Over the next few weeks, MagicDiligence will be putting together a series of articles chronicling the performance of the Magic Formula® Investing (MFI) strategy in 2013. We'll begin by reviewing the 5 best performing stocks in the strategy in this article, then looking at the 5 worst performing stocks in 2013. After the new year, we will review both MFI andMagicDiligence's Top Buy picks performance overall for the year. All results here are from the "top 50 stocks over 50 million market cap" from the official screens.
Maybe we can learn from this year's results, improving our picks for 2014!Best Performing Stocks in 2013
2013 has been a good year for stocks, and a good year for the MFI strategy as well. Of the 127 distinct stocks to come through the screen this year, 10 of them had their stock price double or better. So far, about 75% of the stocks appearing in the screen have outperformed the S&P 500.
Here are the 5 biggest winners and some comments on why they did so well...Spirit Airlines (NASDAQ:SAVE) +136% from Jan. 7
I have to admit, with its nickel-and-dime charging structure, bare-bones customer experience, and the horrible investing track record of airlines, I was never a big fan of SAVE. But the stock has done extremely well, skyrocketing from about $18 at the beginning of the year to $43 today. The allure of cheap flights continues to resonate with consumers, add-on charges be damned, and with the recentmerger of American and US Airways, Spirit's niche should be even more in demand.
The Lesson: Don't over-think the numbers. Spirit was (and is) growing revenues at over 30% rates, had a believable and aggressive expansion plan, and was qualitatively cheap at an earnings yield of over 15% (P/E of 10). Growth for cheap is golden, and it is hard to predict consumer behavior.Capella Education (NASDAQ:CPLA) +137% from Jan. 30
No sector in MFI has been as beaten down as the for-profit education stocks. Declining enrollments, new government regulations, a bad rep for "churning and burning" students, and persistently high unemployment have burned the sector's stocks badly ever since 2010. The market hated them so much that valuations had gotten absurd - in January, Capella's earnings yield was above 25%! Now that enrollment seems to have stabilized at Capella, the market has bid it back up to a reasonable valuation.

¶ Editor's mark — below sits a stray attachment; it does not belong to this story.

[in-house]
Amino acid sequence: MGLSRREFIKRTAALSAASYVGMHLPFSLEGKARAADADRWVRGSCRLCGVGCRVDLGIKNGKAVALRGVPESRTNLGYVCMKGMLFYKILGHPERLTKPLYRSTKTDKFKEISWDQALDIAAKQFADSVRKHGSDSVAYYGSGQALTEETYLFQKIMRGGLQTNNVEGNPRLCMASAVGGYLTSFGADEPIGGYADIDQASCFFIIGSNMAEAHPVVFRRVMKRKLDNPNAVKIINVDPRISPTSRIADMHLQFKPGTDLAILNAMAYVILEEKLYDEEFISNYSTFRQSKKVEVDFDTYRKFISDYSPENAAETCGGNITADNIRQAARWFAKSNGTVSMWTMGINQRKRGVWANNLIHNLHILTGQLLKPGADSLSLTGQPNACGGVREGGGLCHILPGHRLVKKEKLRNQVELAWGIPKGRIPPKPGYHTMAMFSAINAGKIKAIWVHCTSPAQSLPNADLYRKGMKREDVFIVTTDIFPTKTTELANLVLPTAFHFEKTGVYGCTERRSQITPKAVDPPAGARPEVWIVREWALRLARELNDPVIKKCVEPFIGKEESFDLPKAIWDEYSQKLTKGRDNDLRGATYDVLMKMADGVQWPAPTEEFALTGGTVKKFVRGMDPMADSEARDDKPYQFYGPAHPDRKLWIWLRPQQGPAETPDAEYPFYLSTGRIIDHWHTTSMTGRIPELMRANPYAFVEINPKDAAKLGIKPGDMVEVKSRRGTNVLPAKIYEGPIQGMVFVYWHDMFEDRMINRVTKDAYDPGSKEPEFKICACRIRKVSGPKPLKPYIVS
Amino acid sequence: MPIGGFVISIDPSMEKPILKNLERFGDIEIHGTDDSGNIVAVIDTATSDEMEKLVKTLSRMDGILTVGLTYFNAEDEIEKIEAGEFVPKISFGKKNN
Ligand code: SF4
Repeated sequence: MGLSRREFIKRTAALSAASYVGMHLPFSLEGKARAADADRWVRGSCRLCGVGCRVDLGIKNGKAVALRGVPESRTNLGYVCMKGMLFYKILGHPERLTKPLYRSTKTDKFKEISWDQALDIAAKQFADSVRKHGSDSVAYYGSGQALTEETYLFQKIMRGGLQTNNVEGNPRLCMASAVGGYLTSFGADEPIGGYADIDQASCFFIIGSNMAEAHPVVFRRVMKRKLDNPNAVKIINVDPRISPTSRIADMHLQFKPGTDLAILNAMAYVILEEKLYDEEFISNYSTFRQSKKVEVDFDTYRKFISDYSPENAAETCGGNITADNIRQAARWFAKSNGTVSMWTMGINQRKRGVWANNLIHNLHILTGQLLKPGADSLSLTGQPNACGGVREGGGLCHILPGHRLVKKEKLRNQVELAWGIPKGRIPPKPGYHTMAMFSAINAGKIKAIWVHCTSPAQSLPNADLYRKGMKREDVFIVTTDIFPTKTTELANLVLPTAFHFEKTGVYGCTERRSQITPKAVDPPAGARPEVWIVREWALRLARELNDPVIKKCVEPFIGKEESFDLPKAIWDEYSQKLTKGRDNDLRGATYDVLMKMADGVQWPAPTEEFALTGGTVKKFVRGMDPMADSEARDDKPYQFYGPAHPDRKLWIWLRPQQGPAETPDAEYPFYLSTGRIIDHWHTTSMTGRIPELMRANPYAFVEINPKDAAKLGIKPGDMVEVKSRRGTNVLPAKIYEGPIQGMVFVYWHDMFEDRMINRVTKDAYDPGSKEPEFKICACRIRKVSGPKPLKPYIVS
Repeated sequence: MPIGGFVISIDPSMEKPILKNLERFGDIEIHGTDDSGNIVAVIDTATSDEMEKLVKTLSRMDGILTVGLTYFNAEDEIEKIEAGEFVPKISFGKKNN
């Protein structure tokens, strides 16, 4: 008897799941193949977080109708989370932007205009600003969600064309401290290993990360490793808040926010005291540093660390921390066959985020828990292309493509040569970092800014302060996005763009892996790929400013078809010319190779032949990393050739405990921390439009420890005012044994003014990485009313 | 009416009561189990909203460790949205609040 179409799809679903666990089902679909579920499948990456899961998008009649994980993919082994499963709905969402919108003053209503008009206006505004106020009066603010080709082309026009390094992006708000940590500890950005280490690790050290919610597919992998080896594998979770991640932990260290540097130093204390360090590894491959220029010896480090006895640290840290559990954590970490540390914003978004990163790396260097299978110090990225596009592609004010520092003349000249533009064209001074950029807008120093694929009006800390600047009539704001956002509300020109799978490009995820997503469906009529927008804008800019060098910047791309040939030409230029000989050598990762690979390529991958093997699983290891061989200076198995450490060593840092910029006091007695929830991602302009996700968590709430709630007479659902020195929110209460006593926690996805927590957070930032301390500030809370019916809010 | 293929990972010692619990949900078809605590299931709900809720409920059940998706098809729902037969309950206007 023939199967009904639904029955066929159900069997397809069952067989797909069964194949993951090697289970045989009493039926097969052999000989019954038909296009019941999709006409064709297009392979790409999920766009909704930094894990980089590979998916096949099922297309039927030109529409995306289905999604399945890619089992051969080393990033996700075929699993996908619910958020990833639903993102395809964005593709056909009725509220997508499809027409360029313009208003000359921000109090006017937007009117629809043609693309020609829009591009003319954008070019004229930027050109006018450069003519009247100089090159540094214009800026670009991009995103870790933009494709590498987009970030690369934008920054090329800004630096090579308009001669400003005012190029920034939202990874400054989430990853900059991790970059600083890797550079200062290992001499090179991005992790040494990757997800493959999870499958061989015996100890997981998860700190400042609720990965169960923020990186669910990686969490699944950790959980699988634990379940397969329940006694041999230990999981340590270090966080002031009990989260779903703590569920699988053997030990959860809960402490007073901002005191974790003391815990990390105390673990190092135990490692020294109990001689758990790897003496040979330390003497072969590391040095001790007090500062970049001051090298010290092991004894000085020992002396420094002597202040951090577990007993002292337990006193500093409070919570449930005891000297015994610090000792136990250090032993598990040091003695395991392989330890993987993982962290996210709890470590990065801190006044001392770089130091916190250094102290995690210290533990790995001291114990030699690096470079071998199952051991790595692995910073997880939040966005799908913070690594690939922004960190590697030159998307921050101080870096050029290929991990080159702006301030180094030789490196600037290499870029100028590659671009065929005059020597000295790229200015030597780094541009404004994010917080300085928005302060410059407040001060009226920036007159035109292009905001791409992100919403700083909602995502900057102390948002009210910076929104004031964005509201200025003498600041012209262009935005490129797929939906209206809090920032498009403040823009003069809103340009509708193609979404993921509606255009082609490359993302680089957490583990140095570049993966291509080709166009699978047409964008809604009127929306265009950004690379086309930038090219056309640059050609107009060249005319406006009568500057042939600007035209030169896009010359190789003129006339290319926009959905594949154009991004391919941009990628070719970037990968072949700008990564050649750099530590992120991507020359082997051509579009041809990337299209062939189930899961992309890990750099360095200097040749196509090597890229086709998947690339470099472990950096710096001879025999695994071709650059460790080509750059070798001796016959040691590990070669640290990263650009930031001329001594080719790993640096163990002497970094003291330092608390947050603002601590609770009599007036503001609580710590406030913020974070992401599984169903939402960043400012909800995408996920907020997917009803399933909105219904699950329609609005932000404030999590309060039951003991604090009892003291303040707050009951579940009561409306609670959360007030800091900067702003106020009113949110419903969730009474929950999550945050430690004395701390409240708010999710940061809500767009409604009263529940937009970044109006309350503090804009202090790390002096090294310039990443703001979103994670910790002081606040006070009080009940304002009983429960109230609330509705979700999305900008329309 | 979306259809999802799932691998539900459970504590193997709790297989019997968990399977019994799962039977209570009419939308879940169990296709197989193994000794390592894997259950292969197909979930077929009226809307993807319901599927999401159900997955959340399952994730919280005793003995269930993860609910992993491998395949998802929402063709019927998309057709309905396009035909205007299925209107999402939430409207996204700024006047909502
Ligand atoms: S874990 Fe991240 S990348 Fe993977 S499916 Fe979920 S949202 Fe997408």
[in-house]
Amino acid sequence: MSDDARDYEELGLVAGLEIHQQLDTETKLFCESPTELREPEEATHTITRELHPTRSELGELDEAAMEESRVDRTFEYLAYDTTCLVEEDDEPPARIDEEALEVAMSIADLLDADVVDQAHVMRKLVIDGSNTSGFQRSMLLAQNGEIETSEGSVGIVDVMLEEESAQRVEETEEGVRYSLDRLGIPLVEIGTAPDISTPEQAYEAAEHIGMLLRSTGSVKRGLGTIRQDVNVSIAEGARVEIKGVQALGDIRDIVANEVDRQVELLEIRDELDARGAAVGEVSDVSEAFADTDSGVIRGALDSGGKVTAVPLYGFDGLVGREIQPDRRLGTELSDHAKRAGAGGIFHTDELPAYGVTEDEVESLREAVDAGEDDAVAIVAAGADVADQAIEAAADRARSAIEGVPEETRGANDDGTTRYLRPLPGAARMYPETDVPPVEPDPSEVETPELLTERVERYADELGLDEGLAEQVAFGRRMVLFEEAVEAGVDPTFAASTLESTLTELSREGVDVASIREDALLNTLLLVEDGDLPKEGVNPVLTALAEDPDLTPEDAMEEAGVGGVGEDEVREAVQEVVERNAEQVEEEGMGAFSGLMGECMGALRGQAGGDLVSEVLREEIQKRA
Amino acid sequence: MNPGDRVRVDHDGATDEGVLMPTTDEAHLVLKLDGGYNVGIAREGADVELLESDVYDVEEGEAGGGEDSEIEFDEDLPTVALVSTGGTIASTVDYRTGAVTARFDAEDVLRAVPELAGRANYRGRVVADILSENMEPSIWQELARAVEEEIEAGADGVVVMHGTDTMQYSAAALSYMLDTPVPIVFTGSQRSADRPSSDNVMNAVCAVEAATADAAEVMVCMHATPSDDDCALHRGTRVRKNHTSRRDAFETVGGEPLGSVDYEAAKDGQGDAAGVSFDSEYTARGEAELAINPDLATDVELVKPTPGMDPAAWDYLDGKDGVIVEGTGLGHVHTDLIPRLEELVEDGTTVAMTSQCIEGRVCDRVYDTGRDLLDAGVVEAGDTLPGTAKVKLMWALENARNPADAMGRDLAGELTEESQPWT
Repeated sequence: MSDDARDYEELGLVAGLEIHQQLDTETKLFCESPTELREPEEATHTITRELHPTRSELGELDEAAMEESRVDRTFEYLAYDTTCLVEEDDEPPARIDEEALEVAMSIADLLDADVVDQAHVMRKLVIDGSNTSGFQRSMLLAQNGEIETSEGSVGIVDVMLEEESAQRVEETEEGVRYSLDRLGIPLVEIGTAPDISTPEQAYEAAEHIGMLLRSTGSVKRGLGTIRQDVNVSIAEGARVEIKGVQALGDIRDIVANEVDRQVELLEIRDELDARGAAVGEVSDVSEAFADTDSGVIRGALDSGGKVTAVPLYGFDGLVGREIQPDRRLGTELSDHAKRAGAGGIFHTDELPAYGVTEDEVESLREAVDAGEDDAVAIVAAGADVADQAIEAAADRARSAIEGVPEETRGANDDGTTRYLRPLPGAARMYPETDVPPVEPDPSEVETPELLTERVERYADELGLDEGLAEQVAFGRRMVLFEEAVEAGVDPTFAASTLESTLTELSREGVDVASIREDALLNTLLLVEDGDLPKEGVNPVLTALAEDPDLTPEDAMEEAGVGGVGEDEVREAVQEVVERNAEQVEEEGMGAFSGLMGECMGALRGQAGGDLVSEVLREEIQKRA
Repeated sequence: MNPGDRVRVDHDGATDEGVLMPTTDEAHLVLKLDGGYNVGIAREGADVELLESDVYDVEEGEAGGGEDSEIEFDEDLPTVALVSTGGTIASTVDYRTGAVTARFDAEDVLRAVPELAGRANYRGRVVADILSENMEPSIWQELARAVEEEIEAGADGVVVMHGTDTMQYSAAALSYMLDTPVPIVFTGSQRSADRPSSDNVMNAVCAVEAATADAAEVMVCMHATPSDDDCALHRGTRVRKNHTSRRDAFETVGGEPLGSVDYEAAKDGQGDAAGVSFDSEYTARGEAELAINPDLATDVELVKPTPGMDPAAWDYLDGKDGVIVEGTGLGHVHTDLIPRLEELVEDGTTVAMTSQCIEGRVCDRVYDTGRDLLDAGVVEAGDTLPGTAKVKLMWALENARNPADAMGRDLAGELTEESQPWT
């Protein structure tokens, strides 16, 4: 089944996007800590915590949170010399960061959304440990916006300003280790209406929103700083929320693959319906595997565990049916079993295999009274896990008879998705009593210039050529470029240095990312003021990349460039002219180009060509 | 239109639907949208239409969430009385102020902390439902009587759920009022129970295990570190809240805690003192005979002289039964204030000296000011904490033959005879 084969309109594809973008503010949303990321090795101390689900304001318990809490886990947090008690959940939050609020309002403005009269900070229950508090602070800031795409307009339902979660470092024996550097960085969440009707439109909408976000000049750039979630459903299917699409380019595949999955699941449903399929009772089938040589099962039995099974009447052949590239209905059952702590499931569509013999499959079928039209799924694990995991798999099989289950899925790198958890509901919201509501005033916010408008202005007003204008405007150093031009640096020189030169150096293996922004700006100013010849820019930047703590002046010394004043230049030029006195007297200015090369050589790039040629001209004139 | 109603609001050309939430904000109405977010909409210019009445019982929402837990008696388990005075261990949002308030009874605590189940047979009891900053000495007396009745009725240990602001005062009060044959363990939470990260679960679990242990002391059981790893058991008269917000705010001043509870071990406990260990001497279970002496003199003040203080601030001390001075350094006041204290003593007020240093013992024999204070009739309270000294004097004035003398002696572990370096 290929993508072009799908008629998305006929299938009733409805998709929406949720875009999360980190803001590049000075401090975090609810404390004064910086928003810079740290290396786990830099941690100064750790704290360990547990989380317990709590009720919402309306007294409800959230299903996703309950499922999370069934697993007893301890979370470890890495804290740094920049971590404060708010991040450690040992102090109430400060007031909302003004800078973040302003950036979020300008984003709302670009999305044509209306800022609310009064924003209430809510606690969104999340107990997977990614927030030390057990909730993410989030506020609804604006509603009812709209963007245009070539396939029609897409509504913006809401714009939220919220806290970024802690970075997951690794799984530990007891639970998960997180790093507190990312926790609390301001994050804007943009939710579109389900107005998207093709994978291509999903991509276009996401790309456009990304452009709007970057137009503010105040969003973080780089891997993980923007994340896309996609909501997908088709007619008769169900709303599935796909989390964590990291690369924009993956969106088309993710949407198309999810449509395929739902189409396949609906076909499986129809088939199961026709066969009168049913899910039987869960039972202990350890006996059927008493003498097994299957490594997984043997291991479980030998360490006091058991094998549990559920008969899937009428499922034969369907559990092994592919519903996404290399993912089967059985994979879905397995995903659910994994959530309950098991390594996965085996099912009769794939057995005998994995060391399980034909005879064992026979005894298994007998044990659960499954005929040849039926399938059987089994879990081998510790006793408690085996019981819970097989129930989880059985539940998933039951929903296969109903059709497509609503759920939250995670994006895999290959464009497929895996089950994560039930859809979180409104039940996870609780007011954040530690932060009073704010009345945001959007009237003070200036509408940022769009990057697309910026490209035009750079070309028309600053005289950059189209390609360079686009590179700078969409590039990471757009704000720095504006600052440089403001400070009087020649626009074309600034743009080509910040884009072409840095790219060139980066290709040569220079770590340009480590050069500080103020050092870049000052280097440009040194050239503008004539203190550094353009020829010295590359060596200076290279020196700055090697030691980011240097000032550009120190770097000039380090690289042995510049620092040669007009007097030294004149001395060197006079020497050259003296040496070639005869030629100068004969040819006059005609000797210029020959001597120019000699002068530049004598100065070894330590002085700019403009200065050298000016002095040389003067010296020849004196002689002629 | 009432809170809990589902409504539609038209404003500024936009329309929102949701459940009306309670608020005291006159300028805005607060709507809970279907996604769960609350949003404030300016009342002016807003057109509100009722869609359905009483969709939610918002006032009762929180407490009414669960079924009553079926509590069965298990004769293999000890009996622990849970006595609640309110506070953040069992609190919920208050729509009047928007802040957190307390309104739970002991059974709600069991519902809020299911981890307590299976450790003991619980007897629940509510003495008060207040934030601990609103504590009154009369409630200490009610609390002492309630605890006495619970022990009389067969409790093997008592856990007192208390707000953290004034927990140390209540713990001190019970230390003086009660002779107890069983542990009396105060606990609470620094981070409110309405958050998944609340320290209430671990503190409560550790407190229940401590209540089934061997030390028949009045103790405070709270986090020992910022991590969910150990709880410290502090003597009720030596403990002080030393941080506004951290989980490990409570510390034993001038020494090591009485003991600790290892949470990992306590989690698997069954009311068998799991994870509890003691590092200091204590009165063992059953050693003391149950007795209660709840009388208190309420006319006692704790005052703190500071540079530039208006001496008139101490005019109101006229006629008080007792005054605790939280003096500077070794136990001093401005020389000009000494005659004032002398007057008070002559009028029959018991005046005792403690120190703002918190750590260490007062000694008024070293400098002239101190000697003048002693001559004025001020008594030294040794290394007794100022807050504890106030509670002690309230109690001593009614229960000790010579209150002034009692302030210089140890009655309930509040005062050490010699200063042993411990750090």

The Lesson: Really high earnings yields, aside from special cases like one-time revenue events or suspected frauds, usually lead to good results. Particularly with firms like Capella that have always been profitable and financially conservative (CPLA has no debt).ITT Education (NYSE:ESI) +160% from Apr. 3
ITT is almost a carbon copy of Capella, except that its valuation got beat down to an even more absurd level - it carried a 40% earnings yield as recently as April! Even today, after nearly tripling from its sub-$12 low, it carries a cheap earnings yield of over 17%. New student enrollment has even rebounded into positive territory here, while the firm remains profitable and carries a strong balance sheet.
The Lesson: Same as for CPLA. A ridiculously high earnings yield on an ongoing profitable and financially healthy company is usually a recipe for success.GT Advanced Technologies (NASDAQ:GTAT) +191% from Mar. 6
It has been a roller-coaster year for GT Advanced, with the stock ranging from under $3 to almost $11! The company has good management that actively steered the firm away from now-extinct direct solidification system (DSS) furnaces for producing solar cells into the more widely applicable polysilicon and sapphire lines of business. A recent deal with Apple (AAPL) for sapphire production has taken a lot of risk out of the stock.
The Lesson: This was another stock with an outrageous earnings yield at its peak, but was never in trouble financially and was actively moving into better business verticals. Good management goes a long way, and this company has always been well-run. We held this as a selection for much of the year.Nu Skin (NYSE:NUS) +228% from Feb. 27
Nu Skin always had a great profile: excellent revenue growth (15-20%), strengthening margins, share buybacks, a plus-2% dividend yield at under a 20% payout ratio, and a strong balance sheet. The stock got beat down into the $30's as collateral damage from Bill Ackman's short attack on Herbalife (HLF) and the multi-level marketing business model. These attacks seem to come around every couple of years, and they have almost without exception been great MFI buying opportunities. I will say, however, that I never expected Nu Skin to soar into the $120's, and the stock looks overvalued today.
The Lesson: Nu Skin was another 2013 pick, although we did sell short of its highs. Like SAVE and several other great performing Magic Formula stocks this year, Nu Skin had the profile of a growth-at-a-reasonable-price company with no other significant red flags, and filled its promise in spades.